In the ebb and flow of traffic, the M Hybrid struggled to provide smooth transitions between coasting, acceleration, and deceleration. Switching between electric and hybrid operation comes with noticeable surges to the powertrain and the gearbox frequently hunts — up, down, up — for a different cog while the vehicle wafts along between 25 and 40 mph. And regardless of if you’re braking or accelerating, vehicle responses are always one beat behind pedal inputs. This clumsiness wouldn’t be forgivable in a Toyota, so it’s definitely not acceptable in an Infiniti.
Eric Tingwall, Associate Editor
I’m a huge fan of the Infiniti M, but not this one. The hybrid’s rough edges, well documented by my colleagues, rob the car of its sharpness and fluidity. Sure, it has a lot of power, but if you can’t trust the brakes, what’s the point. I also thought the car felt heavier, and in fact, it does weigh some 100 pounds more than an M56 and 200 pounds more than an M37. For these tradeoffs, the hybrid does deliver good fuel economy – a whopping 11 mpg better than the M56 in the city. Will this mean much to a person with $55,000 to spend on a car? Infiniti and other luxury brands seem to think so. I’m still inclined to believe otherwise.
On the brighter side, the parts of the M Hybrid that are shared with other M sedans remain excellent. The steering is sharp and accurate. The interior is one of my favorites, with organic shapes and unusually grained wood trim that seem sculpted rather than mass-produced. Infiniti’s infotainment system, once the best on the market, has lost a step to the newest iterations of BMW iDrive and Audi MMI, but is still easy enough to use. Overall, the M remains near the top of my list in a segment full of really good cars.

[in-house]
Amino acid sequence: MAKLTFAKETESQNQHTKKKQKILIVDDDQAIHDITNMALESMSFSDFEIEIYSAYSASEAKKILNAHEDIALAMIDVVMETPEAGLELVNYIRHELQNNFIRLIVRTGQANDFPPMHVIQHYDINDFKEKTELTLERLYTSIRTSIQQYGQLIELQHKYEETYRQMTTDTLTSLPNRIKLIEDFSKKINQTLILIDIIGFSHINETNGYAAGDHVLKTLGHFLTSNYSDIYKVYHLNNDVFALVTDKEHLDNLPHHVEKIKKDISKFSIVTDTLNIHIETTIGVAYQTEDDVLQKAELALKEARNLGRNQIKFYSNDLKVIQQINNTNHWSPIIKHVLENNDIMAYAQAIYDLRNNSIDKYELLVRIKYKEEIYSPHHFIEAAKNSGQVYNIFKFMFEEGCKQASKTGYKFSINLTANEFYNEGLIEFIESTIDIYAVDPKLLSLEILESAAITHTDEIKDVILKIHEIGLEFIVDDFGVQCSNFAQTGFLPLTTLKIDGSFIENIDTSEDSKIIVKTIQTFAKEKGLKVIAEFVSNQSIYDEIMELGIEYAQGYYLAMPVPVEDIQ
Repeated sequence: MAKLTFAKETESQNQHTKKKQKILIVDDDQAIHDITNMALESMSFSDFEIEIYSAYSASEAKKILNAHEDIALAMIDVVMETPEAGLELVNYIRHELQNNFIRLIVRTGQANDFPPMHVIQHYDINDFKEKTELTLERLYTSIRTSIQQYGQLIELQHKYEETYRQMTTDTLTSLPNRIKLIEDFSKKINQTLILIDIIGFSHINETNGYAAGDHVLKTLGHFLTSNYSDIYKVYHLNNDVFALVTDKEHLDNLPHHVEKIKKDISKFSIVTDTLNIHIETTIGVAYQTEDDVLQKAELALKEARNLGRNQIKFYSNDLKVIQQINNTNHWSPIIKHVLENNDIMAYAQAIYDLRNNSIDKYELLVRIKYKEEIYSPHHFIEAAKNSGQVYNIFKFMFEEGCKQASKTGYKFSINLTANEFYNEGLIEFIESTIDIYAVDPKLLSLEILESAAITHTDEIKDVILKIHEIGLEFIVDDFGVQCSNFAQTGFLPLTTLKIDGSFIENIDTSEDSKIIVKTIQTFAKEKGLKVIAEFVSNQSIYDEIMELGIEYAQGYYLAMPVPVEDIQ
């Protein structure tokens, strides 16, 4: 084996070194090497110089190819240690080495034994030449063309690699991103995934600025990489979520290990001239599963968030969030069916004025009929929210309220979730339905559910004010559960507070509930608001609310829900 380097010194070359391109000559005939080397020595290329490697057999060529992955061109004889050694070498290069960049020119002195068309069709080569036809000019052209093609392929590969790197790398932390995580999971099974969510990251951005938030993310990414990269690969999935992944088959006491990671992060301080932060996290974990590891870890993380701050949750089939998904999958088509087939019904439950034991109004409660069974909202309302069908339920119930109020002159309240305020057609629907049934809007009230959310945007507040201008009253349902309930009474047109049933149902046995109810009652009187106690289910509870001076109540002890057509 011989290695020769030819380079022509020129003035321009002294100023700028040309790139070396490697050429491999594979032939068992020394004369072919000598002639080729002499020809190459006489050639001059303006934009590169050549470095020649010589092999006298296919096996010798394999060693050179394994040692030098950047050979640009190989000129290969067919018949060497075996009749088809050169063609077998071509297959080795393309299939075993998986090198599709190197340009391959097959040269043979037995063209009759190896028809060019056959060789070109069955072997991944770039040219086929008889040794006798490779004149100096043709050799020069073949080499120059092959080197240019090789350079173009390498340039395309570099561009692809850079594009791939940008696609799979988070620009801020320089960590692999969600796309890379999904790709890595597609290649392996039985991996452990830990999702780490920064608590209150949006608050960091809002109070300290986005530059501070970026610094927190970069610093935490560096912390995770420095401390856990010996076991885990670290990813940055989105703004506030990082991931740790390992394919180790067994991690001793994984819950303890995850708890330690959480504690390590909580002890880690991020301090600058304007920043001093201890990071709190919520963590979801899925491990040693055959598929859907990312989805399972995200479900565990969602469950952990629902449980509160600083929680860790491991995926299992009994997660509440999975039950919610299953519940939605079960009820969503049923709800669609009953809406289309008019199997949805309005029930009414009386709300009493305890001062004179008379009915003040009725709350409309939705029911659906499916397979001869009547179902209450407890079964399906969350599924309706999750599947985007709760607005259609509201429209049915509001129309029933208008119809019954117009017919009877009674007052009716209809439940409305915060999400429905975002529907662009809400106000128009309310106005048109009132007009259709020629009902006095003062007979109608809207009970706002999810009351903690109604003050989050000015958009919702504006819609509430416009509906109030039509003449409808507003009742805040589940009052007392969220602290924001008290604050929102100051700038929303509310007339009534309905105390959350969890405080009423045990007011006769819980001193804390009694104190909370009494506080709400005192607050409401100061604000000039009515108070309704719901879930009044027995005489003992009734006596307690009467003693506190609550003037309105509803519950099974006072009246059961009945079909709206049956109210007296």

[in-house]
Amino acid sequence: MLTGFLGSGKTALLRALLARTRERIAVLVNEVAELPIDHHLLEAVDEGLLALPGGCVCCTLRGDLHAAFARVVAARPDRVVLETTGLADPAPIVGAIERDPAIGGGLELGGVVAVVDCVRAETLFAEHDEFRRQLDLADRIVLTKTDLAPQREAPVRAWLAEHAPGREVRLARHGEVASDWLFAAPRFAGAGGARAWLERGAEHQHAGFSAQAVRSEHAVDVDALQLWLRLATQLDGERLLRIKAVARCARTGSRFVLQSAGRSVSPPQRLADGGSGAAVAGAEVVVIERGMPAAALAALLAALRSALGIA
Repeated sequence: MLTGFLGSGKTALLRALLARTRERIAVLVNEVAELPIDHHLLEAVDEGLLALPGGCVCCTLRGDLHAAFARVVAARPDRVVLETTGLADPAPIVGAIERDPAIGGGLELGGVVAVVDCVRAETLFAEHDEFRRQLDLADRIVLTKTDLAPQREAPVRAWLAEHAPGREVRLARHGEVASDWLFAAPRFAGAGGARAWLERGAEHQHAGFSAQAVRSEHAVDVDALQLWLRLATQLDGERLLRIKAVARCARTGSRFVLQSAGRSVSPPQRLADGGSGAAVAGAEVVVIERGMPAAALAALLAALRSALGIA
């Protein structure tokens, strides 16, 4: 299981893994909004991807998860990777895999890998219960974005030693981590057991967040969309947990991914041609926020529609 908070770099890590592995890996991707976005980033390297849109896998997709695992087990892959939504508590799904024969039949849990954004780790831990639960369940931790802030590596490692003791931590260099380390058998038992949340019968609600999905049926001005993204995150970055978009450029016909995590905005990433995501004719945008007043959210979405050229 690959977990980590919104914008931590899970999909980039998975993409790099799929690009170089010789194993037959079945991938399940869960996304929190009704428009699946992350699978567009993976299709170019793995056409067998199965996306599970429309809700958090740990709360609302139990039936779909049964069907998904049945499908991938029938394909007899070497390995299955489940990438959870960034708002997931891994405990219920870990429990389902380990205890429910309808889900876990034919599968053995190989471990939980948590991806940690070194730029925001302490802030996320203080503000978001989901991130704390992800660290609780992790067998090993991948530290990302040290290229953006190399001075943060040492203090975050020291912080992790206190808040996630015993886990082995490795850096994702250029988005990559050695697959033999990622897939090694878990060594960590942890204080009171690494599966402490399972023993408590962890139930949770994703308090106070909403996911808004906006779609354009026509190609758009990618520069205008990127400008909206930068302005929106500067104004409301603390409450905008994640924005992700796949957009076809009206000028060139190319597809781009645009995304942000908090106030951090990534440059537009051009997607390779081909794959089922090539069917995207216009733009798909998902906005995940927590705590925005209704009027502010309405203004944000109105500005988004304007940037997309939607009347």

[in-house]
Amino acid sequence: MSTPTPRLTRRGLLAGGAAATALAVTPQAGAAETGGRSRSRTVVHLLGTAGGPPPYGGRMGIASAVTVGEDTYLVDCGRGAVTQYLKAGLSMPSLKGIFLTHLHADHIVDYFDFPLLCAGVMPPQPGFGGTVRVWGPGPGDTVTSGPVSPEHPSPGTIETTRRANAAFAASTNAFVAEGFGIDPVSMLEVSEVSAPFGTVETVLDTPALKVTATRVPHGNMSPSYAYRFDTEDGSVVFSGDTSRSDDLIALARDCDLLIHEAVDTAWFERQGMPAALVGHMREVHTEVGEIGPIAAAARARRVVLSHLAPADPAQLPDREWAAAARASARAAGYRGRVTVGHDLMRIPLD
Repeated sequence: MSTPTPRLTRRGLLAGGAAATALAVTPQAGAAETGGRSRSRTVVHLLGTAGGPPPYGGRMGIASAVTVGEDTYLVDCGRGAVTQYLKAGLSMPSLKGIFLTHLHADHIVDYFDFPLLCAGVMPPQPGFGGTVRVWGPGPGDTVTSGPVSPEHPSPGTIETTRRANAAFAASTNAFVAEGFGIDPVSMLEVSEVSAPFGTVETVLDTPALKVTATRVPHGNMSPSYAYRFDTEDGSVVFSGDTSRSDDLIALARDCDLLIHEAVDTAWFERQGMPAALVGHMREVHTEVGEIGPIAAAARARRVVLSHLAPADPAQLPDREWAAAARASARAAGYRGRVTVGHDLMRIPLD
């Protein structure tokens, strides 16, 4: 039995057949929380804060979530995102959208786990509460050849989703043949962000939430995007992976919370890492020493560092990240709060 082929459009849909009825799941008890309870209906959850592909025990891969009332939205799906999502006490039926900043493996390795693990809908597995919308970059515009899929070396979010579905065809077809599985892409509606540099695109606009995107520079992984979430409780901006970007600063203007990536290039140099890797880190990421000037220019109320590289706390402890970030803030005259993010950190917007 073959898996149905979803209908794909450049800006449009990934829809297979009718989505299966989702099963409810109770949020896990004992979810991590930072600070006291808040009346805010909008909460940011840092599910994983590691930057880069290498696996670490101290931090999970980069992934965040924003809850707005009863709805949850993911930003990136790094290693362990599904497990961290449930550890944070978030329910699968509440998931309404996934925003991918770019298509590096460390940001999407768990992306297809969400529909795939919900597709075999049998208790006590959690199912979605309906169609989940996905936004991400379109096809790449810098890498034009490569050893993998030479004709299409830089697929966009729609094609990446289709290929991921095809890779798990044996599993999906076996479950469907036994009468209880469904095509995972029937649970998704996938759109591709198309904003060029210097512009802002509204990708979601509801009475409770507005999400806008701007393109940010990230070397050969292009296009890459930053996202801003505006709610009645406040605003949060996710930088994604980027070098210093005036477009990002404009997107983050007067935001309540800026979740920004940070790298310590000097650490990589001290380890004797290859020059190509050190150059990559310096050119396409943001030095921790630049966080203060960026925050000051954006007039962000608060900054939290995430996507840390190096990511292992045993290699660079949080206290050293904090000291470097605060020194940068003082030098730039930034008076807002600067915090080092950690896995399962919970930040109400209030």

David Zenlea, Assistant Editor
2012 Infiniti M35h
MSRP (with destination): $54,595
PRICE AS TESTED: $61,745
3.5-liter DOHC V-6
Horsepower: 302 hp @ 6800rpm
Torque : 258 lb-ft @ 5000rpm
Horsepower: 67 hp @ 1770 rpm
Torque: 199 lb-ft @ 1770 rpm
Net horsepower: 360 hp
WHEELS AND TIRES:
18-inch aluminum wheels
245/50VR-18 Michelin Primacy MXM4 tires
FUEL ECONOMY (city/highway/combined):
Cargo: 11.3 cu ft
Legroom (front/rear): 44.0/36.2 in
Headroom (front/rear): 39.1/37.7 in
10-way power heated front seats
Sequential welcome lighting
Power tilt-and-telescopic steering column
Keyless entry and ignition
Automatic dual-zone climate control
Hybrid power/charge meter
Active noise control
Rear seat climate control vents
Entry and exit assist system for driver
Pedestrian vehicle sound
SiriusXM satellite radio w/3-month subscription
Rain-sensing windshield wipers
HID xenon headlights
Stability and traction control
Tire pressure monitoring system
OPTIONS ON THIS VEHICLE:
Deluxe Touring package- $3800
White ash wood trim
Semi-aniline leather seats
Bose premium audio system
Forest Air system
Soft double-stitched meter hood
Power rear sunshade
Premium package- $3350
Hard-drive navigation w/SiriusXM traffic and weather
8-inch touchscreen display
9.3GB music hard drive
Climate-controlled front seats
Heated steering wheel
KEY OPTIONS NOT ON THIS VEHICLE:
Technology package- $3050
This is Infiniti’s first hybrid vehicle, which can drive on electric power alone at speeds up to 62 mph.